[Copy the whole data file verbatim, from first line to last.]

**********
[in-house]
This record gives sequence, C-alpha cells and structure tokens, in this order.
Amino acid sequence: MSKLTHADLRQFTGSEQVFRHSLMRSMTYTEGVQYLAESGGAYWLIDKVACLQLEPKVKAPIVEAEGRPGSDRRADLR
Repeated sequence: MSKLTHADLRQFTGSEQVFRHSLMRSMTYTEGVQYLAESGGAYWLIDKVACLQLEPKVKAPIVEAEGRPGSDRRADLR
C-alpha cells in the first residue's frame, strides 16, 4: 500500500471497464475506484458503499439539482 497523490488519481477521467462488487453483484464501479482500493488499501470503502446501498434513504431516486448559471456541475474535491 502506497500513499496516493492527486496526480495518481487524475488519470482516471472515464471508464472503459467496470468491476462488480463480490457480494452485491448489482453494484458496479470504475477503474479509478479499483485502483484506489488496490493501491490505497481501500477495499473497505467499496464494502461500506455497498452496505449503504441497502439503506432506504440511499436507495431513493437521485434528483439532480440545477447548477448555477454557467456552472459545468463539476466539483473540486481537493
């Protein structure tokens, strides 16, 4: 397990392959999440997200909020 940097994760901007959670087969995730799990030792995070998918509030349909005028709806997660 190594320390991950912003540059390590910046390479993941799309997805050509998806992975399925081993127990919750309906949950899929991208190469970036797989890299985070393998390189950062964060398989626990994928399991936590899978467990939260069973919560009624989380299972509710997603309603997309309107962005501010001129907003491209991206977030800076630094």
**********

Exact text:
[in-house]
This record gives sequence, C-alpha cells and structure tokens, in this order.
Amino acid sequence: MSKLTHADLRQFTGSEQVFRHSLMRSMTYTEGVQYLAESGGAYWLIDKVACLQLEPKVKAPIVEAEGRPGSDRRADLR
Repeated sequence: MSKLTHADLRQFTGSEQVFRHSLMRSMTYTEGVQYLAESGGAYWLIDKVACLQLEPKVKAPIVEAEGRPGSDRRADLR
C-alpha cells in the first residue's frame, strides 16, 4: 500500500471497464475506484458503499439539482 497523490488519481477521467462488487453483484464501479482500493488499501470503502446501498434513504431516486448559471456541475474535491 502506497500513499496516493492527486496526480495518481487524475488519470482516471472515464471508464472503459467496470468491476462488480463480490457480494452485491448489482453494484458496479470504475477503474479509478479499483485502483484506489488496490493501491490505497481501500477495499473497505467499496464494502461500506455497498452496505449503504441497502439503506432506504440511499436507495431513493437521485434528483439532480440545477447548477448555477454557467456552472459545468463539476466539483473540486481537493
């Protein structure tokens, strides 16, 4: 397990392959999440997200909020 940097994760901007959670087969995730799990030792995070998918509030349909005028709806997660 190594320390991950912003540059390590910046390479993941799309997805050509998806992975399925081993127990919750309906949950899929991208190469970036797989890299985070393998390189950062964060398989626990994928399991936590899978467990939260069973919560009624989380299972509710997603309603997309309107962005501010001129907003491209991206977030800076630094």